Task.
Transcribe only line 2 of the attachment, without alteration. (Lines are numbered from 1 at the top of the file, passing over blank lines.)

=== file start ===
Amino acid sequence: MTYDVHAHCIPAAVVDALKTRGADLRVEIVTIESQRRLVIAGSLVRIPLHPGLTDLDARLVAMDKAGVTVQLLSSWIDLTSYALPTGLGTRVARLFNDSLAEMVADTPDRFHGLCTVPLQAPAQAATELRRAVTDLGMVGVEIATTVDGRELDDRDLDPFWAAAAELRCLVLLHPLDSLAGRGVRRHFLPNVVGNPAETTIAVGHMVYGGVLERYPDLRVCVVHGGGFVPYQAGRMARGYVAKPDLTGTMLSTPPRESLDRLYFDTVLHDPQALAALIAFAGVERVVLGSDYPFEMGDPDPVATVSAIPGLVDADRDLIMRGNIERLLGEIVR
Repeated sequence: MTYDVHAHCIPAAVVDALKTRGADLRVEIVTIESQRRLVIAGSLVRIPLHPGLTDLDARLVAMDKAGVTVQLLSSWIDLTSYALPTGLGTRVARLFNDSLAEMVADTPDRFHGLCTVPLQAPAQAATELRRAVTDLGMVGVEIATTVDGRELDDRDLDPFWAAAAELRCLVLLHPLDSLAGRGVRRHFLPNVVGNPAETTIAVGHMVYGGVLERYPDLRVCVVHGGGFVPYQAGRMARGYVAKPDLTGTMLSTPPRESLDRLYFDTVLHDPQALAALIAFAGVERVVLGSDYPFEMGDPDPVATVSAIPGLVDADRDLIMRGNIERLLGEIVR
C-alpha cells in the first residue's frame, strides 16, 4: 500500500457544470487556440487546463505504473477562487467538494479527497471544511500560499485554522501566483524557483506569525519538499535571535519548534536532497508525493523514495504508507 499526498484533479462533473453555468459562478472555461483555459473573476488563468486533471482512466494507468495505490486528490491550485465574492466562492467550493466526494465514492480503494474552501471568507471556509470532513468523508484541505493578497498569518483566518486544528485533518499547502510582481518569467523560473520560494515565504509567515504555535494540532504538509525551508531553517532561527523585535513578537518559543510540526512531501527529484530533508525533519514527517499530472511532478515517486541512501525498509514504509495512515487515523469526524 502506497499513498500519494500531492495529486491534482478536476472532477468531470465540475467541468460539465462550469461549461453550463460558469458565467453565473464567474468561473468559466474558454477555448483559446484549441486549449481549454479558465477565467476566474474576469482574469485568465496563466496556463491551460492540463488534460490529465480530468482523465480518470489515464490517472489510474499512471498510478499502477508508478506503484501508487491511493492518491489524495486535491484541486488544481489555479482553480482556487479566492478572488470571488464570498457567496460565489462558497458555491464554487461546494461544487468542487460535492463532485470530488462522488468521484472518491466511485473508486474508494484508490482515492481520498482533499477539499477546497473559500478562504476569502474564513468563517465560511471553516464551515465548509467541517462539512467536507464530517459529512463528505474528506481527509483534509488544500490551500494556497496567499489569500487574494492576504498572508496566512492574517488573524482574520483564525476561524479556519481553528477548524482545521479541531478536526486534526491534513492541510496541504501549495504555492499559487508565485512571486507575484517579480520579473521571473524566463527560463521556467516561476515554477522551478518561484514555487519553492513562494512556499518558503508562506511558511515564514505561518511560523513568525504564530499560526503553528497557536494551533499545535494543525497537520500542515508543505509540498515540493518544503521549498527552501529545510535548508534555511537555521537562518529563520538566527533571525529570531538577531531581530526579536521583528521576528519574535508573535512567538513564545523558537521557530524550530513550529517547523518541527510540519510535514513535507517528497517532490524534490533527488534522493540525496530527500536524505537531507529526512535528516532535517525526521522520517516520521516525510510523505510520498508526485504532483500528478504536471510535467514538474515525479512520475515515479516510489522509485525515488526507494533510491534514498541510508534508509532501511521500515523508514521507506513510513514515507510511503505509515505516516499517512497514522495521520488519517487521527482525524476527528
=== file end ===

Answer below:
Repeated sequence: MTYDVHAHCIPAAVVDALKTRGADLRVEIVTIESQRRLVIAGSLVRIPLHPGLTDLDARLVAMDKAGVTVQLLSSWIDLTSYALPTGLGTRVARLFNDSLAEMVADTPDRFHGLCTVPLQAPAQAATELRRAVTDLGMVGVEIATTVDGRELDDRDLDPFWAAAAELRCLVLLHPLDSLAGRGVRRHFLPNVVGNPAETTIAVGHMVYGGVLERYPDLRVCVVHGGGFVPYQAGRMARGYVAKPDLTGTMLSTPPRESLDRLYFDTVLHDPQALAALIAFAGVERVVLGSDYPFEMGDPDPVATVSAIPGLVDADRDLIMRGNIERLLGEIVR